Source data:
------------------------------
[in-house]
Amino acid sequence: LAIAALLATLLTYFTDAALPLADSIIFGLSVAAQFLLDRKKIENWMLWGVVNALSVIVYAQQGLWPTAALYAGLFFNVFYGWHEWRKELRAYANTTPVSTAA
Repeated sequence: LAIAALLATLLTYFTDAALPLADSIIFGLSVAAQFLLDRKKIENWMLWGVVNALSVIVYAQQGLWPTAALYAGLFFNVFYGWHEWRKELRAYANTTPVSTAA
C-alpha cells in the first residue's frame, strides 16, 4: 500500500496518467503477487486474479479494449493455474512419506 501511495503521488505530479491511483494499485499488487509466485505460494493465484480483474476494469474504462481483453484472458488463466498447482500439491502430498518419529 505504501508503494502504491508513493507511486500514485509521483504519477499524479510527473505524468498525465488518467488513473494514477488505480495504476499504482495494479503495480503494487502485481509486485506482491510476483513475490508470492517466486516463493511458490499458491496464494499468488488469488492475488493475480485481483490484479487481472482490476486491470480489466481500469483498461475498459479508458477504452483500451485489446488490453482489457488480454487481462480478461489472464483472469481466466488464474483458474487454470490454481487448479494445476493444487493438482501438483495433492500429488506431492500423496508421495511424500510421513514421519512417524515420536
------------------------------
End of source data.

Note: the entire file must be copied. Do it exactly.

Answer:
[in-house]
Amino acid sequence: LAIAALLATLLTYFTDAALPLADSIIFGLSVAAQFLLDRKKIENWMLWGVVNALSVIVYAQQGLWPTAALYAGLFFNVFYGWHEWRKELRAYANTTPVSTAA
Repeated sequence: LAIAALLATLLTYFTDAALPLADSIIFGLSVAAQFLLDRKKIENWMLWGVVNALSVIVYAQQGLWPTAALYAGLFFNVFYGWHEWRKELRAYANTTPVSTAA
C-alpha cells in the first residue's frame, strides 16, 4: 500500500496518467503477487486474479479494449493455474512419506 501511495503521488505530479491511483494499485499488487509466485505460494493465484480483474476494469474504462481483453484472458488463466498447482500439491502430498518419529 505504501508503494502504491508513493507511486500514485509521483504519477499524479510527473505524468498525465488518467488513473494514477488505480495504476499504482495494479503495480503494487502485481509486485506482491510476483513475490508470492517466486516463493511458490499458491496464494499468488488469488492475488493475480485481483490484479487481472482490476486491470480489466481500469483498461475498459479508458477504452483500451485489446488490453482489457488480454487481462480478461489472464483472469481466466488464474483458474487454470490454481487448479494445476493444487493438482501438483495433492500429488506431492500423496508421495511424500510421513514421519512417524515420536